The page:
Celebrating female entrepreneurs on International Women’s Day
Working within an all-female team that advises entrepreneurs and start-up businesses, I do notice the disproportion between female and male-led businesses and their opportunities for securing investment. International Women’s Day is the perfect time to reflect on this.
The disparity between male and female-led businesses has been noted by the UK government. The Treasury commissioned NatWest chief executive Alison Rose, to lead an independent review of female entrepreneurship which was published in 2019. The Rose Review highlighted the barriers faced by women starting and growing businesses and identified ways of unlocking this untapped talent.
The report, and the government’s response, set out the steps being taken by government and industry to help achieve this ambition, including;
- launching new investment vehicles for funding going to female entrepreneurs;
- encouraging UK-based private investors to further support and invest in female entrepreneurs;
- review existing and create new banking products aimed at entrepreneurs with family care responsibilities;
- expand existing mentorship and networking opportunities;
- accelerate development and roll-out of entrepreneurship-related courses to schools and colleges;
- the creation of Investing in Women Code, which is a commitment by financial services firms to improving female entrepreneurs’ access to tools, resources and finance.
In response to the Rose Review, the UK government has noted its desire to have a 50% increase in female entrepreneurs by 2030. This is the equivalent to nearly 600,000 additional female entrepreneurs.
Within our team we have historically seen progress in female-led investment deals. In 2019, 13.4% of our internal investment deals were by a female entrepreneur. However the figures show that the 2020 pandemic enhanced the difficulties and increased the obstacles by woman who wanted to create, continue or grow a business. Our internal figures show that female-led investment deals fell to just 5% of our total activity in 2020. Why is this? Statistics show that women entrepreneurs spend twice the amount of time on caring responsibilities as their male counterparts. Research by NatWest shows that 77% of female business owners found running their business in the pandemic stressful, compared to just 55% of male entrepreneurs. Women are also 17% more likely than men to struggle with running a business along with the demands of family life.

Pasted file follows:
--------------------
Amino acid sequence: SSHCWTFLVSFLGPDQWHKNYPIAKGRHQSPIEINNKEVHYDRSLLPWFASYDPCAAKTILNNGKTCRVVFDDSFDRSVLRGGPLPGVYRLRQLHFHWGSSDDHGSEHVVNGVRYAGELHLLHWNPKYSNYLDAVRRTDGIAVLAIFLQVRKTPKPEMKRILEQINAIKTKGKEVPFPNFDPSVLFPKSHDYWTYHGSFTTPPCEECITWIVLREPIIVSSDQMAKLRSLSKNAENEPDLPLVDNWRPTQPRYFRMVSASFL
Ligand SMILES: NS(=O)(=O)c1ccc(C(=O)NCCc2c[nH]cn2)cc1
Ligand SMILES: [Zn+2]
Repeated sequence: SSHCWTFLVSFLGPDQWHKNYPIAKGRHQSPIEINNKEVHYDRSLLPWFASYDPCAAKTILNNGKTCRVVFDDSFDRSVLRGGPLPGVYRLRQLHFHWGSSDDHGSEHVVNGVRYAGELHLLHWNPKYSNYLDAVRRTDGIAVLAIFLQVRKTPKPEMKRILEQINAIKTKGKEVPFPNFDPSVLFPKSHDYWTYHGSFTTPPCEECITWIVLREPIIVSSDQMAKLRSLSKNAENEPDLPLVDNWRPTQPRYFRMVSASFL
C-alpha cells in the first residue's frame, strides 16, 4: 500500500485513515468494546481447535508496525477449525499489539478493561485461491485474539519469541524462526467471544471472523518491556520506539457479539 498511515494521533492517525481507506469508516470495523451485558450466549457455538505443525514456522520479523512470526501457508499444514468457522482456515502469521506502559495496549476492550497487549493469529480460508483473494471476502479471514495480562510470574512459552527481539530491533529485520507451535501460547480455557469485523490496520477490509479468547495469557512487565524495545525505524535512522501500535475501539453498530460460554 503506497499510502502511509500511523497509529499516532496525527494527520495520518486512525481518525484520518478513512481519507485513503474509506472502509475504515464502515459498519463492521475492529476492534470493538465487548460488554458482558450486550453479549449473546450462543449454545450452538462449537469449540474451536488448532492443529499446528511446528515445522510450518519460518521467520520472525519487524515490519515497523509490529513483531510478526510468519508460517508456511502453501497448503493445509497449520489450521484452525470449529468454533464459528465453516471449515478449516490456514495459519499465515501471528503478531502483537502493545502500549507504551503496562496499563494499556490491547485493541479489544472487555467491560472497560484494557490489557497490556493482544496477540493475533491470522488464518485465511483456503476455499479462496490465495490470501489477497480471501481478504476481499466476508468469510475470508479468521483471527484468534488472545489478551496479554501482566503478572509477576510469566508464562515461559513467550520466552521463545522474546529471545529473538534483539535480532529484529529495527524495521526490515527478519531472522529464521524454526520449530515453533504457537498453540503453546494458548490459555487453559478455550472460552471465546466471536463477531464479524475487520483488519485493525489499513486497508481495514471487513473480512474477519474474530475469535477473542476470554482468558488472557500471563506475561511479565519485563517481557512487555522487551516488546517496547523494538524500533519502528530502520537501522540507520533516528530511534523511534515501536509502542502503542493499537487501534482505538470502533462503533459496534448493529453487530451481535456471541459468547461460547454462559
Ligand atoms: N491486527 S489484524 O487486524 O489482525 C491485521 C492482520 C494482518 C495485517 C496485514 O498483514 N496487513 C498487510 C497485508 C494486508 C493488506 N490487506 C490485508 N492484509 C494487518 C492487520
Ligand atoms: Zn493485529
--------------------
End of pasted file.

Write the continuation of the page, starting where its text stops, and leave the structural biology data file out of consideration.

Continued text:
The latest progress report from the Rose Review in 2022 shows that 5,951 companies were established by women in Scotland in 2021, a figure that has more than doubled since 2018. Despite the positive impact of the Rose Review, there is a concern that the impact of the pandemic may slow down progress. In February 2022, the Rose Review board shared further measures to provide additional support for female entrepreneurs such as expanding schemes that provide networking and mentoring opportunities to female founders over the next three years, a campaign by NatWest to encourage institutions to sign up to the Investing In Women Code and the launch of a nationwide ‘Women Backing Women’ campaign to support woman to become business angel investors. I particularly like the ‘Women Backing Women’ initiative as it addresses the issue of a lack of female entrepreneurship at source.
Alison Rose has recently said:
“We have seen real progress since 2019. Getting more funding to female entrepreneurs and unlocking their untapped potential continues to be a priority across our industry. But women still don’t receive all the support they need and the pandemic risks holding back progress, so we must go further to achieve the goals of the Rose Review. Data shows that more women than ever are starting new businesses and we must harness this potential. That means more financial institutions committing to delivering change and funding. We also need more direct support for businesses across the UK and we must propose fresh, imaginative solutions to the challenges posed by women’s caring responsibilities.”
As a female working in an all-female team, we encourage female entrepreneurship and do all we can to support women in business.
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